When I consider the short duration of my life, swallowed up in the eternity that lies before and after it, when I consider the little space I fill and I see, engulfed in the infinite immensity of spaces of which I am ignorant, and which know me not, I rest frightened, and astonished, for there is no reason why I should be here rather than there. Why now rather than then? Who has put me here? By whose order and direction have this place and time been ascribed to me? – Blaise Pascal
This past week, Hannah and I visited several colleges on our way to a family gathering in North Carolina. A high school junior in search of the right fit, Hannah began the week with a blank slate and few preconceived notions of what she is looking for in a college. Together we walked the campuses of some of America’s finest universities, combining urban and rural settings with modern landscapes and historic architecture that collectively formed a collage of physical beauty and academic excellence.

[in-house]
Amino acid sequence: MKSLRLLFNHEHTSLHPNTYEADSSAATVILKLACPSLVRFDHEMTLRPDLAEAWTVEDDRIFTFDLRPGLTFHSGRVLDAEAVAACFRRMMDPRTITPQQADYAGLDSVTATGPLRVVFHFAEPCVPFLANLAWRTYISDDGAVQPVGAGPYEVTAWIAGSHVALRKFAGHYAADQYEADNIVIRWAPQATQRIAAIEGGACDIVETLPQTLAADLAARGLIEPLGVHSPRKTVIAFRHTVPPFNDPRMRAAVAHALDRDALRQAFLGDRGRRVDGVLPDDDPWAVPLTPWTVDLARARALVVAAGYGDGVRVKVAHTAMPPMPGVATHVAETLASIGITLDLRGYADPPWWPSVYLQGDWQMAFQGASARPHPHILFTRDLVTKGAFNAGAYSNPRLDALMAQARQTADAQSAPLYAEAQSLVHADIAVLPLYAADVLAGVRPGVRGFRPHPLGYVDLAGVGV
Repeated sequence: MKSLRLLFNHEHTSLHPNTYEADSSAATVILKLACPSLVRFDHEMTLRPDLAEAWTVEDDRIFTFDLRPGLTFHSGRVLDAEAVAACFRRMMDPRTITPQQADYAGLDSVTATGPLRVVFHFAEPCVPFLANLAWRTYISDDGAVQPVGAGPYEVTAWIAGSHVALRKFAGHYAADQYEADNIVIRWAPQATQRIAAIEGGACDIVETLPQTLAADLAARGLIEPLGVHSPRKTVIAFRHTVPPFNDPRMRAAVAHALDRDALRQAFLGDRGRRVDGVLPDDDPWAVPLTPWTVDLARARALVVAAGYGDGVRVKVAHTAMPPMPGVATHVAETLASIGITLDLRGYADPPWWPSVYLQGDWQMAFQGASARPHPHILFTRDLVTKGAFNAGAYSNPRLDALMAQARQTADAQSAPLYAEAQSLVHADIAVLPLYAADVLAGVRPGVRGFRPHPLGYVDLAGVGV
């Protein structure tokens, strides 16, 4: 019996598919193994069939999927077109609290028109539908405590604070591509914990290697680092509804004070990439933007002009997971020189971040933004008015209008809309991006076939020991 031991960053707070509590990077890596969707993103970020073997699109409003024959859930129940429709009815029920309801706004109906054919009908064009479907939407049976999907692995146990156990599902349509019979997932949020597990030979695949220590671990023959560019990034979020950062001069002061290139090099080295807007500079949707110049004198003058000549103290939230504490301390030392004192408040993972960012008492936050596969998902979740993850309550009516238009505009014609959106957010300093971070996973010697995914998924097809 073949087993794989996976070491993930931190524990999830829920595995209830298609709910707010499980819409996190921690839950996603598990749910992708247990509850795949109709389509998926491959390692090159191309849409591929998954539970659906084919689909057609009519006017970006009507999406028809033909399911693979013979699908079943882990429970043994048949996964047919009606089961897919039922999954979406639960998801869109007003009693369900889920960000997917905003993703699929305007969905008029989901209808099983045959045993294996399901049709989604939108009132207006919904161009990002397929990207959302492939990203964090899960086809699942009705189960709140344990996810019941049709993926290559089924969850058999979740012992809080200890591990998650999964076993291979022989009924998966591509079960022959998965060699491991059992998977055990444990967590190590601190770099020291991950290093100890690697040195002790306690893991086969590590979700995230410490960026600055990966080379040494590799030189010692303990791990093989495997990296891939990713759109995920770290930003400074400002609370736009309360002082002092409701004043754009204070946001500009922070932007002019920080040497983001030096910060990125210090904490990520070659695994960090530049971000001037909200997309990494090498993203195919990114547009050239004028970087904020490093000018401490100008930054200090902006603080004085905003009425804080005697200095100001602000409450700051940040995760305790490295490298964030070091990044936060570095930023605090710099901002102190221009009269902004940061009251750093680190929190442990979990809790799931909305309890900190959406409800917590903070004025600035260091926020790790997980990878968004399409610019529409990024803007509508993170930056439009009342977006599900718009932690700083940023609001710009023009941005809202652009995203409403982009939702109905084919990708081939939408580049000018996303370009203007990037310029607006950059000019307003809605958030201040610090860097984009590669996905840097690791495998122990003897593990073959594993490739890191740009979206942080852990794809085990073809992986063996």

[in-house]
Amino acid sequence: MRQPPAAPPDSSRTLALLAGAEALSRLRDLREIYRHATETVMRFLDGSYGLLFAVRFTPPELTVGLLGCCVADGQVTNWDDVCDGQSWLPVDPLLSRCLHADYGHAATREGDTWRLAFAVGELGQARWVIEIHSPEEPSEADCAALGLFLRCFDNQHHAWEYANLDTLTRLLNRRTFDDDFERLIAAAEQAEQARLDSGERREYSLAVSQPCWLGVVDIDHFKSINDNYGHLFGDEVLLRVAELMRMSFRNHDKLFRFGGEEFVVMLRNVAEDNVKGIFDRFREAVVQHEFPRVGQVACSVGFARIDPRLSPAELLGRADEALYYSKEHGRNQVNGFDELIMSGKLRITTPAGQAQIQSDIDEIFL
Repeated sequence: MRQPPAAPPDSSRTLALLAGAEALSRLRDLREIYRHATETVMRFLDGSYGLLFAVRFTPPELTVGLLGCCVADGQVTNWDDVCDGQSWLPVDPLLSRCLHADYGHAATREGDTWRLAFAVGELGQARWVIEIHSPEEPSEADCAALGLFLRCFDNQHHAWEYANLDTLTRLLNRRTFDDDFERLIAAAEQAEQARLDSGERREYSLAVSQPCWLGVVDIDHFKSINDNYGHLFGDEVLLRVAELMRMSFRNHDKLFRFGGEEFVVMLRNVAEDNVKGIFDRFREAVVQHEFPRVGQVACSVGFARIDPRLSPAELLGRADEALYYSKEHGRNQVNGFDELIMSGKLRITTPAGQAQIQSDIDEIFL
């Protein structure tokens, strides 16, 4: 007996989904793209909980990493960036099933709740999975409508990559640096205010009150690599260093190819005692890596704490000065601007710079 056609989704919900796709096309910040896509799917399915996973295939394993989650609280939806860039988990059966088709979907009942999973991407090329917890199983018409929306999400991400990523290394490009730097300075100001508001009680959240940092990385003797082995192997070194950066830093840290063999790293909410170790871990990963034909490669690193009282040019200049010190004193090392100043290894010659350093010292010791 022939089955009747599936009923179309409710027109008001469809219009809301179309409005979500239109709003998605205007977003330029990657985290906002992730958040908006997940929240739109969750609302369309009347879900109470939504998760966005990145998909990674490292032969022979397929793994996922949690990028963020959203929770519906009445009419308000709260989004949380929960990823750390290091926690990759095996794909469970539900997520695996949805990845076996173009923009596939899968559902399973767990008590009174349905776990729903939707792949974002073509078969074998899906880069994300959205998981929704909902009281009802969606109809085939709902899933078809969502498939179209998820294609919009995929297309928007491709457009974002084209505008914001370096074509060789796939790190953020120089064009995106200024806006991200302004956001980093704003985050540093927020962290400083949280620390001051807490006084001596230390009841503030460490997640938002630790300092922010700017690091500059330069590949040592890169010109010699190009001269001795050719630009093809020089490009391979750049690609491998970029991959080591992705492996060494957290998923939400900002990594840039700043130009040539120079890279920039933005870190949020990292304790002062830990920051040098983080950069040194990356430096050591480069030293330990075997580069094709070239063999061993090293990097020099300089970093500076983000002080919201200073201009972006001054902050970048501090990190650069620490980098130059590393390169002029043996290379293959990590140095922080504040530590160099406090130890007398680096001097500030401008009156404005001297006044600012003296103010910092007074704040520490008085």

This is the second time around for me, Jennifer having left for Washington three years ago to pursue a double major in religious studies and graphic design at American University. It seems like only yesterday when the most significant decision was where to take Jenny for horseback riding lessons and whether Hannah should play travel soccer in the spring or fall; now, such quaint notions as horse shows and soccer matches on Saturday mornings are a distant memory, the passage of time marching forward ever so steadily. Although she turns 21 in September, I still picture Jenny at five years old helping me wash my car in Kensington, Maryland, holding a soapy sponge in one hand and gesturing with the other as she asked me how trees grow, the origin of grasshoppers, and other questions I could not answer. Only yesterday did I watch Hannah run through the pumpkin patches of a farm in Blue Bell, Pennsylvania, in search of the gourd with the right shade of orange, a pumpkin with just the right size and shape. Fifteen years later, Jen discusses with me her course selections and weekend travels to the south islands of New Zealand, where she presently studies abroad, while Hannah begins her journey into the gradual walk of adulthood and independence.